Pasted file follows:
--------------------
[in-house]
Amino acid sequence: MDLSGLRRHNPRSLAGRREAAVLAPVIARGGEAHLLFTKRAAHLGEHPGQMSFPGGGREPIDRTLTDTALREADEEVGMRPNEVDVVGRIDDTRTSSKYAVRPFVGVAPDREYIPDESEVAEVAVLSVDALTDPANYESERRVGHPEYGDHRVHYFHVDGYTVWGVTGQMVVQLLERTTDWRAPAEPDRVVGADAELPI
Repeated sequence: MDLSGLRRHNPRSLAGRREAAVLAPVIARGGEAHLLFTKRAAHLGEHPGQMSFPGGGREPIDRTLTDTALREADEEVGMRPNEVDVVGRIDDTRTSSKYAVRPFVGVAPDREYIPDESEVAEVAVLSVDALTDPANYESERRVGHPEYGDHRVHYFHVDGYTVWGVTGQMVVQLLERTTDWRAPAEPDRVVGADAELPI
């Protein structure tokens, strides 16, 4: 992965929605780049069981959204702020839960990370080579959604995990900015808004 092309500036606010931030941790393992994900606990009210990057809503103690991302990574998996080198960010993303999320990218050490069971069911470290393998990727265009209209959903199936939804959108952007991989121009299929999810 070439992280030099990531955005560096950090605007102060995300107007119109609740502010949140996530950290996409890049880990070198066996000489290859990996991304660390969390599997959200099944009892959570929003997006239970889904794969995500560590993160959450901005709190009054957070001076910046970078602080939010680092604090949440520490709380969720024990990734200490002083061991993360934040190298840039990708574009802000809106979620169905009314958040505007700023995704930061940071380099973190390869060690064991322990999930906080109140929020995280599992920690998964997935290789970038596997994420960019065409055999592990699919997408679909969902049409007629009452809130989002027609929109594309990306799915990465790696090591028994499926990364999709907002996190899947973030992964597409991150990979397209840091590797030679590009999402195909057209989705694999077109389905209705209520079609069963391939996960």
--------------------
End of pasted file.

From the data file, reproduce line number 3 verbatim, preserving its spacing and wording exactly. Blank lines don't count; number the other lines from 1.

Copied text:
Repeated sequence: MDLSGLRRHNPRSLAGRREAAVLAPVIARGGEAHLLFTKRAAHLGEHPGQMSFPGGGREPIDRTLTDTALREADEEVGMRPNEVDVVGRIDDTRTSSKYAVRPFVGVAPDREYIPDESEVAEVAVLSVDALTDPANYESERRVGHPEYGDHRVHYFHVDGYTVWGVTGQMVVQLLERTTDWRAPAEPDRVVGADAELPI